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Will coding in education minimise the UK’s digital skills gap?

Posted by: Tom Morris

20 years ago Steve Jobs announced “Everyone should learn how to programme a computer, because it teaches you how to think.” It is now believed that coding skills will become as prevalent and important as numeracy and literacy skills.

Coding at its simplest is telling machines how to perform tasks. This is done by breaking down the task you want the computer to do into a series of logical and chronological steps.

Coding became part of the national curriculum in the UK as early as primary school in 2014. In the 1990s and early 2000s the UK’s education system largely ignored the explosive growth of technology, instead choosing to focus on word processing packages which did little but provide basic knowledge for technology which quickly dated. Now, coding lessons help children to get to the “nuts and bolts” of a computer so to speak, and to understand how they actually function. Coding focuses on the problem-solving skills needed for “computational” thinking; this is how software engineers solve problems using mathematics, logic and algorithms. Computer languages such as Scratch have been developed for young children to allow them to code using blocks that snap together, a bit like Lego, and create basic programmes. These changes are just the start for the UK as we begin to see the need for putting coding at the heart of IT education, because our lives our dominated by technology and the next generation is only going to be even more dominated by it.

This all bodes well for future generations; however, because of the lack of coding education for previous generations, the UK is experiencing an ongoing shortage of skilled workers in the digital and technological sectors.

The Department for Business Innovation and Skills Development alongside the Department for Culture, Media and Sport conducted a report on “Digital Skills in the UK Economy in 2016”. The Key findings from the report highlighted a shortage in suitable digital skills for digital jobs in the UK labour market. It goes without saying that this is a major threat to business growth, innovation and investment in the UK. Without the relevant digital skills in the UK labour market, the UK will be at a competitive disadvantage.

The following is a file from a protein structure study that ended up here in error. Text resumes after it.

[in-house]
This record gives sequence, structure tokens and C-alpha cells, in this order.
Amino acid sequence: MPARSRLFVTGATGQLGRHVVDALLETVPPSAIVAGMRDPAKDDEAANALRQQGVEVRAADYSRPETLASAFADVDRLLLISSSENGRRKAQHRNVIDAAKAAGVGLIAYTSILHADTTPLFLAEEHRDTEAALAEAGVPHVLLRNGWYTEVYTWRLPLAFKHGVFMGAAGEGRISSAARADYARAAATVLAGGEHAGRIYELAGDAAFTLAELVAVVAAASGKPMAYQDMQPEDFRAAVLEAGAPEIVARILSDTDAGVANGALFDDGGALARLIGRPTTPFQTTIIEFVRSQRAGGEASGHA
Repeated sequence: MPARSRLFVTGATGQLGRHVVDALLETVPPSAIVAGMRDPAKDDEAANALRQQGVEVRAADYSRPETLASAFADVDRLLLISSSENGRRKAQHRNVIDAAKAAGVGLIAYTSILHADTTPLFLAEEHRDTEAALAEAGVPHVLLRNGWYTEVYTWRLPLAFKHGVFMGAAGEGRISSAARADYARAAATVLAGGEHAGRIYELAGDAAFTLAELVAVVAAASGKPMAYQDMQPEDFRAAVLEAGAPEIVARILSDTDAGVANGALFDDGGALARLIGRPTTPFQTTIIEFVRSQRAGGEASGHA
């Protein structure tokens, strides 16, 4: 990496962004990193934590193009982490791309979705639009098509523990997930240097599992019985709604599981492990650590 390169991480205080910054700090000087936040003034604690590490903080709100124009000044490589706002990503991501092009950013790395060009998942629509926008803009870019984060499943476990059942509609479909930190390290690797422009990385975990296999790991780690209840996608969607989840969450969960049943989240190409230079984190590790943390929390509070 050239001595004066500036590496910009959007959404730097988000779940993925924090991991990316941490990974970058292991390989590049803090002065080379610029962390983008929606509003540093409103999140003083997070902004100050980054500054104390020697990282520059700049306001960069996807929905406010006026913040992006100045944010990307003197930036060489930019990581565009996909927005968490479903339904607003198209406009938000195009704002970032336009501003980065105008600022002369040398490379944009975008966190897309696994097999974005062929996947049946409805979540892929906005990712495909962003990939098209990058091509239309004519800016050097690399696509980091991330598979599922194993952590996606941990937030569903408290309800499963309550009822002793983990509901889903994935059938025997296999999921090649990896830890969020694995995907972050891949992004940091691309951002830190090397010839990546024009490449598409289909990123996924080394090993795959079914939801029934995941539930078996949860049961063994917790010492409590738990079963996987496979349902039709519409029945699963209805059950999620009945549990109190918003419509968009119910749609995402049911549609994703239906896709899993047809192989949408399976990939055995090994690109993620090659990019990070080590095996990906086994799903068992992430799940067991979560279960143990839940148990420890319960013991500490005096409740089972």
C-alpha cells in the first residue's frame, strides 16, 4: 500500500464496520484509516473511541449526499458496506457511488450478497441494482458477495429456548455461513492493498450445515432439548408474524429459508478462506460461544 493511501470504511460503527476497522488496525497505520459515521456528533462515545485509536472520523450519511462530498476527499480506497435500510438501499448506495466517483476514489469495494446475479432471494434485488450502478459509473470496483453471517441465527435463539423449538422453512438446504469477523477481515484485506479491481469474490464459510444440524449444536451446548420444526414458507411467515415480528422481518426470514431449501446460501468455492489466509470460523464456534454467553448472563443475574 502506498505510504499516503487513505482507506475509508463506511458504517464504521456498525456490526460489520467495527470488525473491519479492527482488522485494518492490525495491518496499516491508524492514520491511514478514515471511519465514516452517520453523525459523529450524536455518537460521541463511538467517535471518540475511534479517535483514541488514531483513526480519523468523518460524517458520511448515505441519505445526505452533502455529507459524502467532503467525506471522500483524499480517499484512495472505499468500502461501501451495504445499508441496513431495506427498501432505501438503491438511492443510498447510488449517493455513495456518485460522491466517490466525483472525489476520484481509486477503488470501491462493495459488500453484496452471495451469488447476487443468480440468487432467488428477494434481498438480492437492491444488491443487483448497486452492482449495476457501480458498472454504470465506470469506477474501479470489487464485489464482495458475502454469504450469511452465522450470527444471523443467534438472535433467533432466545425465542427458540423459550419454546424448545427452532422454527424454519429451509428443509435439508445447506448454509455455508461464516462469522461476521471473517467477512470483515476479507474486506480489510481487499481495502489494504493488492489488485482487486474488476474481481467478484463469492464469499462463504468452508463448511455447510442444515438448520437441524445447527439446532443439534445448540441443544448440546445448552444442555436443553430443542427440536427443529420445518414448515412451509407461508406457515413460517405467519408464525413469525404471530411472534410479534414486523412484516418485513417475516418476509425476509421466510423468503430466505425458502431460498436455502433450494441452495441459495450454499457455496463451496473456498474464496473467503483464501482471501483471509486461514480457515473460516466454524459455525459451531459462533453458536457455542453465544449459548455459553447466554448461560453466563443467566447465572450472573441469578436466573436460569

According to the report 72% of large companies and 49% of SMEs are currently suffering from digital skills gaps.

 However, companies in this field tend to look for experienced people rather than giving novices or fresh graduates an opportunity because the cost of mistakes are great. 11% of computer science graduates are unemployed after graduation, so companies could be missing out on excellent assets in the digital sector because they are not willing to take the risk. Right now we are living in an age of rapid technological change and the UK is struggling to keep up with this demand, we must create a re-skilled workforce to ensure that our investment and growth opportunities are not constrained. 

Digital and technological sectors have been a major area of employment growth over the last 6 years and both sectors show no signs of slowing down, with the UK Commission for Employment and Skills estimating that another 300,000 digital jobs will be created by 2020.

The UK is now providing coding in education as well as industry led and funded schemes being available for adults such as Hour of Code, which aims to increase coding skills. The problem is that coding requires logical thinking, commitment and the ability to cope with making mistakes and uncertainty; therefore it does not come naturally to a lot of people. The UK also lacks the skills at a teaching level in schools; we need to ensure that teachers are digitally skilled because their pupils will only be as competent as their teacher. The sheer speed of the industry also has an impact of the skills gap, how can we keep up with ideas and products that are changing on a daily basis? Employers, the education system and local government all need to work together to address digital skills gaps, from motivating and inspiring young people to work in this industry (especially females who are massively under-represented) to implementing programs to ensure that teachers in schools and staff in companies are skilled to cope with the changing technology. Because without this focus, the UK labour market is going to be devoid of the digital skills of the future.


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